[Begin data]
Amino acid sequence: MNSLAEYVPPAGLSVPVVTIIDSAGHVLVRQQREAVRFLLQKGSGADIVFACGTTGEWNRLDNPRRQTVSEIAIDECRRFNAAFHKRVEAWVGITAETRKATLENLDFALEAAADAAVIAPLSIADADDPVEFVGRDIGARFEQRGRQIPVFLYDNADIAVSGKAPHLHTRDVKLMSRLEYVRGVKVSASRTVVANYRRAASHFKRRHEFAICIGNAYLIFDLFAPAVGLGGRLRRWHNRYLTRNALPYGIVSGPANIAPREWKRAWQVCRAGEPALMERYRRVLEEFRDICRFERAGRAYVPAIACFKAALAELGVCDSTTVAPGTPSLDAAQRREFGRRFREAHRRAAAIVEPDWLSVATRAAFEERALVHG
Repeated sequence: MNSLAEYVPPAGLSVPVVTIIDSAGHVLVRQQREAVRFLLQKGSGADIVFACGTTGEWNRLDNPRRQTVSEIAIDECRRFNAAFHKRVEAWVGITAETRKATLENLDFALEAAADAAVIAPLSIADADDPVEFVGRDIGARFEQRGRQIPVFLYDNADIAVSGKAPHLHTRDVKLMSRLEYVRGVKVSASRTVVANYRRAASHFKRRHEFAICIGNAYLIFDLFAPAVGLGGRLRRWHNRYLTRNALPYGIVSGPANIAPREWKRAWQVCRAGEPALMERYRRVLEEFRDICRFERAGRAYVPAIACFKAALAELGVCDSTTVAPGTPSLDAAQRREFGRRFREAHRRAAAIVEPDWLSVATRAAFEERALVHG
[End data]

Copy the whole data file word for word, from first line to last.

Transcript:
Amino acid sequence: MNSLAEYVPPAGLSVPVVTIIDSAGHVLVRQQREAVRFLLQKGSGADIVFACGTTGEWNRLDNPRRQTVSEIAIDECRRFNAAFHKRVEAWVGITAETRKATLENLDFALEAAADAAVIAPLSIADADDPVEFVGRDIGARFEQRGRQIPVFLYDNADIAVSGKAPHLHTRDVKLMSRLEYVRGVKVSASRTVVANYRRAASHFKRRHEFAICIGNAYLIFDLFAPAVGLGGRLRRWHNRYLTRNALPYGIVSGPANIAPREWKRAWQVCRAGEPALMERYRRVLEEFRDICRFERAGRAYVPAIACFKAALAELGVCDSTTVAPGTPSLDAAQRREFGRRFREAHRRAAAIVEPDWLSVATRAAFEERALVHG
Repeated sequence: MNSLAEYVPPAGLSVPVVTIIDSAGHVLVRQQREAVRFLLQKGSGADIVFACGTTGEWNRLDNPRRQTVSEIAIDECRRFNAAFHKRVEAWVGITAETRKATLENLDFALEAAADAAVIAPLSIADADDPVEFVGRDIGARFEQRGRQIPVFLYDNADIAVSGKAPHLHTRDVKLMSRLEYVRGVKVSASRTVVANYRRAASHFKRRHEFAICIGNAYLIFDLFAPAVGLGGRLRRWHNRYLTRNALPYGIVSGPANIAPREWKRAWQVCRAGEPALMERYRRVLEEFRDICRFERAGRAYVPAIACFKAALAELGVCDSTTVAPGTPSLDAAQRREFGRRFREAHRRAAAIVEPDWLSVATRAAFEERALVHG